When you still need a post-it

I adore the app Eisenhower. It’s a task scheduler that let’s you classify tasks based on the popular Eisenhower Matrix, labeling tasks as 1)urgent and important, 2)urgent but not important, 3)important but not urgent, and 4)delegate. When you enter your tasks and click in one to complete, it starts a timer to help you stay focussed.

It works for me, because I can wisely choose when I have time to complete a task and then start it. But for kids it’s sometimes a little harder. They need something more concrete.

Several of the teens I teach struggle with prioritizing, and when something larger is looming, their anxiety increases exponentially. Also, few kids have the option of delegating tasks – so the app doesn’t ‘click’ for them.

So I got creative. On an 8.5×11 white card stock page I made a table of four squares. The top left quadrant I labelled ‘do today before leaving school.’ Top-right got the label ‘after school or tomorrow at school.’ Then, on the bottom-left, I created a box for ‘Due in the next 7 days,’ and the bottom-right was labelled ‘due within 14 days.’ I had each chart laminated with thick 5-ml laminate. Then I took double sided Velcro dots, and adhered the soft sides to the back of the card and the rough sides to the students’ desks. Finally, each student got a stack of small sticky-notes.

The first day, students came in to find charts velcroed to desks. When math class ended I announced that there was a video on my math site from then to watch that night, in prep for tomorrow. Then I prompted them to add a stickie saying ‘watch math video’ to their ‘tonight/tomorrow’ box. Later that day in language, we started working on monologues. I let them know I wanted a rough draft submitted in one week, and prompted the kids to put it on their charts. Finally, in science class, I announced that their unit test was in two weeks. At the first mention of it some kids had already reached for their stickies to add it to their charts, so I went one step further:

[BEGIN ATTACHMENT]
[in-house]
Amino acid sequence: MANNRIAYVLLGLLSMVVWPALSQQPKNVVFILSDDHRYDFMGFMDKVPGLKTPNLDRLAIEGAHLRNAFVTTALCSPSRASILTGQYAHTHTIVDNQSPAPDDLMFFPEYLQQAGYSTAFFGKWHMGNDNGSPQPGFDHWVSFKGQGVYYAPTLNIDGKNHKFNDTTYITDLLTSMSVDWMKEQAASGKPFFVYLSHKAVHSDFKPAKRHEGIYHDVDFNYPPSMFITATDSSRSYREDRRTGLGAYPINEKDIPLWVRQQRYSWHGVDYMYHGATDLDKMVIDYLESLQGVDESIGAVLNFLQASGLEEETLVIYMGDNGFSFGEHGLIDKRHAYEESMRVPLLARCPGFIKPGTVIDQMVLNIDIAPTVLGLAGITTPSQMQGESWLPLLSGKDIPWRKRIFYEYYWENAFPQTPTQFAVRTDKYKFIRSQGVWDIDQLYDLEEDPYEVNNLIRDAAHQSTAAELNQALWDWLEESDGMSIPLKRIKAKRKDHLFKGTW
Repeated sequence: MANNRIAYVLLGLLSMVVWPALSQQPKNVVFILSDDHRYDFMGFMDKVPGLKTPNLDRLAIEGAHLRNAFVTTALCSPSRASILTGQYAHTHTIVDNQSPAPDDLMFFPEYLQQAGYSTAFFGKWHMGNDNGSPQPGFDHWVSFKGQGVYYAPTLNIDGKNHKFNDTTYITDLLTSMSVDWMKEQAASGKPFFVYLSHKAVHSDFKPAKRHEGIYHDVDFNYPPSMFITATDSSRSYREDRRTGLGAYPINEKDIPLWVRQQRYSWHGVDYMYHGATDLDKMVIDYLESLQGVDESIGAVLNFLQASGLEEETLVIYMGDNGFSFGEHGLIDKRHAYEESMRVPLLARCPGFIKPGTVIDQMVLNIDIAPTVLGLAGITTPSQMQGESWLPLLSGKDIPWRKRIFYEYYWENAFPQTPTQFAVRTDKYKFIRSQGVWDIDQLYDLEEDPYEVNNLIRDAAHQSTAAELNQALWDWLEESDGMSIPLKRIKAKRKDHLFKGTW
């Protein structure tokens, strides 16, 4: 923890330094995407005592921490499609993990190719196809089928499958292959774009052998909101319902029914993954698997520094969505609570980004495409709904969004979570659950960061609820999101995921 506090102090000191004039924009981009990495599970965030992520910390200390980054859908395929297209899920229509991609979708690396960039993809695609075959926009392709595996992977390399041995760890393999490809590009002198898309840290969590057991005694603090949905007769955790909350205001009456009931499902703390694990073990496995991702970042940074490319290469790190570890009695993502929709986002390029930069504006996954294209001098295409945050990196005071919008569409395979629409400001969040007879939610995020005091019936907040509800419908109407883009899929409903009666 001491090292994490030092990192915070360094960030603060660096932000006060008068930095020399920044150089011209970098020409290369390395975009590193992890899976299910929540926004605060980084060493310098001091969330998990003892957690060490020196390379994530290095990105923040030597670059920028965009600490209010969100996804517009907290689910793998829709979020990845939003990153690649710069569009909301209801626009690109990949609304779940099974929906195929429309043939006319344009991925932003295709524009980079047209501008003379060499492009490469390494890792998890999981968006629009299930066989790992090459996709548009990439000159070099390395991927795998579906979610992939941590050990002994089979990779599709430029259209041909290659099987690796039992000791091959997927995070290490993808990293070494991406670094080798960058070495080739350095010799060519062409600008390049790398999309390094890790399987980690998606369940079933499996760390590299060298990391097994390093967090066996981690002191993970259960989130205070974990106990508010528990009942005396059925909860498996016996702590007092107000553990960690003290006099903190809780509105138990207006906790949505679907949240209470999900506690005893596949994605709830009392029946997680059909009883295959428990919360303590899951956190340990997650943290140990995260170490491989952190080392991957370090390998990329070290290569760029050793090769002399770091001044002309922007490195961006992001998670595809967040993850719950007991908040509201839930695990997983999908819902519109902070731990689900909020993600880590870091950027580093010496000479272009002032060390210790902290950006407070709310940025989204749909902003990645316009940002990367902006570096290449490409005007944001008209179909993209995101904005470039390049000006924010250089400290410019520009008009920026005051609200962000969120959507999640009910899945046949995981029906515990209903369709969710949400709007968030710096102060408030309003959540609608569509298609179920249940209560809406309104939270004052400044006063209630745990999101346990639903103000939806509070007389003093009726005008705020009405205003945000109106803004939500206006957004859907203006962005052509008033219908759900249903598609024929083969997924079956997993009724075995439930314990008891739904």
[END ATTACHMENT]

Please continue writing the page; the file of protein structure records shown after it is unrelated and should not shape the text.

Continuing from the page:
If our test is in two weeks, when should we have our review questions done? At least a week before, right! So add that stickie to your charts for one week from now.

At the end of the day, we detached our cards and popped them in our bags to go home. The next morning, all of my card kids had watched their math video and removed that stickie. I continued to prompt them for the next couple of days for ‘due tomorrow’ tasks. And then the miracle happened. A student raised her hand and asked “since our monologues aren’t a week away anymore, should we move that up to tomorrow?” And several classmates recognized the urgency. All of a suddenly, six days away was something to tackle NOW.

That’s all it took to train them.
These cards are now covered with sticky-notes. When tasks due today are completed, their stickies disappear. Tasks for tonight or tomorrow move over to ‘today.’ As new tasks and deadlines are added to our classroom schedule, students add them to their cards in either the one-week or two-week boxes. Some of my tech-minded kids leave the chart at school and take a picture of it on their phone before leaving. The system works for all of them.

The big a-ha moment comes when students empty their ‘today’ box, and decide to pull a stickie in from the ‘tonight/tomorrow’ box a day early. The satisfaction they feel is obvious, and the joy at removing stickies when tasks are done is gleeful. There is something about physically getting rid of that task that brings contentment.

Try it out for yourself, either on paper or with the Eisenhower app. Try it out with students who struggle with planning and organization.

Warning: Invest in stickie-notes.

Meg pj

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